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Apollo 9
 
Apollo 9 Astronauts McDivitt, Scott and Schweickart Pause for a Photo

Image above: Apollo 9 Astronauts McDivitt, Scott and Schweickar

› Who’s In Charge of Spider and Gumdrop? [video]

› Apollo 9 Fish-Eye Camera Lens View

› Apollo 9 Astronaut Russell Schweickart During His Spacewalk

› Apollo 9 Command and Service Module

› Apollo 9 Image Gallery

Apollo 9 was the third crewed Apollo flight and the first crewed flight to include the Lunar Module (LM). The crew included Commander James McDivitt, Command Module (CM) pilot David Scott, and LM pilot Russell Schweickart. The primary objective of the mission was to test all aspects of the Lunar Module in Earth orbit, including operation of the LM as an independent self-sufficient spacecraft and performance of docking and rendezvous manuevers. The goal was to simulate maneuvers which would be performed in actual lunar missions. Other concurrent objectives included overall checkout of launch vehicle and spacecraft systems, crew, and procedures.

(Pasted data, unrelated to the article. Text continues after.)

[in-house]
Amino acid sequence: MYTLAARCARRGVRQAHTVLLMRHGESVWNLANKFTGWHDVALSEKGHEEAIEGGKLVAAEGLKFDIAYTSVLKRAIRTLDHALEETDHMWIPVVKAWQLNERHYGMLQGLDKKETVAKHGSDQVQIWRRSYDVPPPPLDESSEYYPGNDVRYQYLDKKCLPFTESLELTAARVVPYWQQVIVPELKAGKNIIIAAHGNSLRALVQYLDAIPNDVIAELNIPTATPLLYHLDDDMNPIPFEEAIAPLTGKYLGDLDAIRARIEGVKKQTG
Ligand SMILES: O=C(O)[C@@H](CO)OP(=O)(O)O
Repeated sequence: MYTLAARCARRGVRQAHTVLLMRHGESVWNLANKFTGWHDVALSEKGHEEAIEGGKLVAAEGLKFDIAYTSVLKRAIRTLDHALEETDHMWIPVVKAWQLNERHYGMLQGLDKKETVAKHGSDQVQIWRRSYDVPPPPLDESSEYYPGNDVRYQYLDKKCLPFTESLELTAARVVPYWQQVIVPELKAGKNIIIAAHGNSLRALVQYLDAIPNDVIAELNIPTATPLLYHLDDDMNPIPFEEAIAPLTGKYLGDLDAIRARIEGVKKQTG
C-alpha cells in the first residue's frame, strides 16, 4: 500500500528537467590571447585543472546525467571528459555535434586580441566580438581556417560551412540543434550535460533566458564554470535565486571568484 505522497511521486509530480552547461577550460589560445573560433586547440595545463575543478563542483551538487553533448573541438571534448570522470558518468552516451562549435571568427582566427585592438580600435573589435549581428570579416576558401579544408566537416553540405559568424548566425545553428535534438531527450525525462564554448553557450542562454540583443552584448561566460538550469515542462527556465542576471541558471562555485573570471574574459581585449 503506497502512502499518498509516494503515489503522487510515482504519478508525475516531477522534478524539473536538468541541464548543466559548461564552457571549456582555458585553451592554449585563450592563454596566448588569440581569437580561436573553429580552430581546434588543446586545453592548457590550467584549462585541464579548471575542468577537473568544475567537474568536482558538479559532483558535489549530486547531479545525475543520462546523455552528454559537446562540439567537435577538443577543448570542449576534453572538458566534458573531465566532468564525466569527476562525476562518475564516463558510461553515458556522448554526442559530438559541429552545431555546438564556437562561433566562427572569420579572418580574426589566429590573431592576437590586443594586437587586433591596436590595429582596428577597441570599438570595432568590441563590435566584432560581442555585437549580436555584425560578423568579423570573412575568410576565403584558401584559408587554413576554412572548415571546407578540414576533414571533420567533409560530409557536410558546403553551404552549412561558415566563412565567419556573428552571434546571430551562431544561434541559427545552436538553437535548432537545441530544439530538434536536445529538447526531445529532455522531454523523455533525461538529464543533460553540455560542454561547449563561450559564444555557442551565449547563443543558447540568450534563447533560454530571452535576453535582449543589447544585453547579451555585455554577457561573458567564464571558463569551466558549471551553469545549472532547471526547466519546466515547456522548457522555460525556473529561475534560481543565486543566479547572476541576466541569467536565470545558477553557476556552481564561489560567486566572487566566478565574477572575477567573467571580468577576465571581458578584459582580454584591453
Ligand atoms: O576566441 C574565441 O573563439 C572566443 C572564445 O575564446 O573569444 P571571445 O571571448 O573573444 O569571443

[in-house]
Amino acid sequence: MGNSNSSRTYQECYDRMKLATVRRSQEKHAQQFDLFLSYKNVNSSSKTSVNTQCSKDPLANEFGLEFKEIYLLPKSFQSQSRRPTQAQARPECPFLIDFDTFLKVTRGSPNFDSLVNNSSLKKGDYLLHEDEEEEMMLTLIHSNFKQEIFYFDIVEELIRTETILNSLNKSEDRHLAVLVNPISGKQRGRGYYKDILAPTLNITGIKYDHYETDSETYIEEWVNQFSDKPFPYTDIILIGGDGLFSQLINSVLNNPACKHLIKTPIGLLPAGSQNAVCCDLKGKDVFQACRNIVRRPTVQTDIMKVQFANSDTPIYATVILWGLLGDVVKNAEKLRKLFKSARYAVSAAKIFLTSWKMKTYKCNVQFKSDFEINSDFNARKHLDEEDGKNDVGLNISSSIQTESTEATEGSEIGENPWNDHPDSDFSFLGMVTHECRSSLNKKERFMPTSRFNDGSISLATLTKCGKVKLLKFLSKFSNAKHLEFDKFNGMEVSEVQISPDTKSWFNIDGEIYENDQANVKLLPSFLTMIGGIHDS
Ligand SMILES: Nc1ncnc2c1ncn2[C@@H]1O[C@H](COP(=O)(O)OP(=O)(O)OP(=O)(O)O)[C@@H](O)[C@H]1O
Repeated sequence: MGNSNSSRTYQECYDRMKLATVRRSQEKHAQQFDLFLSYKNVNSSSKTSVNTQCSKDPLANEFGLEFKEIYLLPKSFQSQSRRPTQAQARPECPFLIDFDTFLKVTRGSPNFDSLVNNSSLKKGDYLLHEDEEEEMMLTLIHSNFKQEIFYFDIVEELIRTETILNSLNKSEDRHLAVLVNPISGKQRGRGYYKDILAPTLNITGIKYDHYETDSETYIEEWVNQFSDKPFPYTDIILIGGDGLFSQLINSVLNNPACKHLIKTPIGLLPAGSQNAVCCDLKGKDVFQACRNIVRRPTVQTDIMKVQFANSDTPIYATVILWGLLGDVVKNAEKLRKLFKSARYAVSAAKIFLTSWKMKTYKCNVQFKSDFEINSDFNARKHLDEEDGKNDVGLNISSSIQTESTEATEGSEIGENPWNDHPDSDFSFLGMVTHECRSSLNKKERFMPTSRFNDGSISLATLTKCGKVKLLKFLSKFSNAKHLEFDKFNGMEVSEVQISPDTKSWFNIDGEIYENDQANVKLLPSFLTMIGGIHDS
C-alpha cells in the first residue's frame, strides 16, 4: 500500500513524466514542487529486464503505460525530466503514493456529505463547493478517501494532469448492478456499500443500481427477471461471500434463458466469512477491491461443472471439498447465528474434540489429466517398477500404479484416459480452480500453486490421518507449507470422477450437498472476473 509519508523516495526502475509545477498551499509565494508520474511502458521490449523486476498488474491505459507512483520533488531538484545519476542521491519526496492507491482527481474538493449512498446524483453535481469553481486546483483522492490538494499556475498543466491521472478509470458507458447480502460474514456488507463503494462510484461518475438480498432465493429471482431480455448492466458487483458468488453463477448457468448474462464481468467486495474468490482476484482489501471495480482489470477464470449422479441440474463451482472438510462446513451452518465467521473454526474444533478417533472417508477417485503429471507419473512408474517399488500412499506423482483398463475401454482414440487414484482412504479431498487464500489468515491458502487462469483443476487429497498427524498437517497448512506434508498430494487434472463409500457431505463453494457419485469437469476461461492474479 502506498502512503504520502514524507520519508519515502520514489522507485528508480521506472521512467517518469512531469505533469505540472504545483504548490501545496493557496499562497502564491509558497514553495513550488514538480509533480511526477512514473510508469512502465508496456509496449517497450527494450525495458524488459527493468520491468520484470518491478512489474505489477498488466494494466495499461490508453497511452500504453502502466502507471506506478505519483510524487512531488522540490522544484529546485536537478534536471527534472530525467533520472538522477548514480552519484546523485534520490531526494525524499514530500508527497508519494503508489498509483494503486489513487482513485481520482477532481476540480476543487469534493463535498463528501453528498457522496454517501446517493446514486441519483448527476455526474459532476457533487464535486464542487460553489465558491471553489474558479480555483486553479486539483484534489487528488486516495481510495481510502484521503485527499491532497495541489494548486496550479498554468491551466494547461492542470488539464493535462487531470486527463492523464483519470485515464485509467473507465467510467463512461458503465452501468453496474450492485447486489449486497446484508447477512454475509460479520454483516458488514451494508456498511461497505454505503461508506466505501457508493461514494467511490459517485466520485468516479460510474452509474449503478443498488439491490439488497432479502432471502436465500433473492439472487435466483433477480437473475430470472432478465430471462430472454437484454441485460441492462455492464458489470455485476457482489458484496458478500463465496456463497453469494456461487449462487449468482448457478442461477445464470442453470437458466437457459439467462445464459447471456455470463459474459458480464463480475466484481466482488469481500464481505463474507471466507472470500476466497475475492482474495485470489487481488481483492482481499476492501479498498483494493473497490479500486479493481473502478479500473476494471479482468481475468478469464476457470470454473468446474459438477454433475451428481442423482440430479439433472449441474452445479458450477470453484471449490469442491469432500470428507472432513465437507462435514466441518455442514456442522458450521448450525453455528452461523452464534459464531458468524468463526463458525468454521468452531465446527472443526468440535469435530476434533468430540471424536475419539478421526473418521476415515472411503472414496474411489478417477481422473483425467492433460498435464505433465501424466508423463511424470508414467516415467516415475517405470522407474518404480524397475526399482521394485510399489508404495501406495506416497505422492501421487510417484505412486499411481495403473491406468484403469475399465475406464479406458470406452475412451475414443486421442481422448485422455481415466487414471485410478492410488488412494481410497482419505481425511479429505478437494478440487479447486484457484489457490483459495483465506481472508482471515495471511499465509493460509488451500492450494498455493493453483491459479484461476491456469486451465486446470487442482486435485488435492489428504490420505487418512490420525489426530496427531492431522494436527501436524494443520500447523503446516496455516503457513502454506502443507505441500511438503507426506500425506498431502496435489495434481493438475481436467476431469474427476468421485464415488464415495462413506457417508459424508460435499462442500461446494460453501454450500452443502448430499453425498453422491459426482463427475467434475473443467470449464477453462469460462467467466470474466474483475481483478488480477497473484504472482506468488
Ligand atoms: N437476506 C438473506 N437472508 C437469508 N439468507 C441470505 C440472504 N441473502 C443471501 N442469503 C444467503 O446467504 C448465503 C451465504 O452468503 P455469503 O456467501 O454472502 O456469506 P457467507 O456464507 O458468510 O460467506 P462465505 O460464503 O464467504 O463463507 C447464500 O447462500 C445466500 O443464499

Apollo 9 was composed of a command module, a command service module (CSM), a lunar module, and an instrument unit (IU), and was launched by a Saturn V rocket. On March 6th Schweickart conducted a 37.5 minute EVA on the LM porch to test the astronaut's portable life support system and extravehicular mobility unit. At the same time Scott performed an EVA from the CSM side hatch.

On March 7th the LM separated from the CSM. It was put into a circular orbit about 20 km higher than the CSM. The LM descent stage was jettisoned and for the first time in space the ascent stage engine was fired, lowering the LM orbit to 16 km below and 120 km behind the CSM. The crew transferred back to the CSM, The LM ascent stage was jettisoned and its ascent engine was commanded to fire to fuel depletion.

The remaining four days included more orbital manuevers and a landmark tracking exercise. All systems on all spacecraft worked nearly normally during the mission, and all primary objectives were accomplished.

Apollo 9 splashed down in the Atlantic Ocean on March 13, 1969 after a mission elapsed time of 241 hrs, 0 mins, 54 secs. The splashdown point was 180 miles east of Bahamas and within sight of the recovery ship USS Guadalcanal. The Apollo 9 Command Module "Gumdrop" is on display at the San Diego Aerospace Museum in San Diego, California.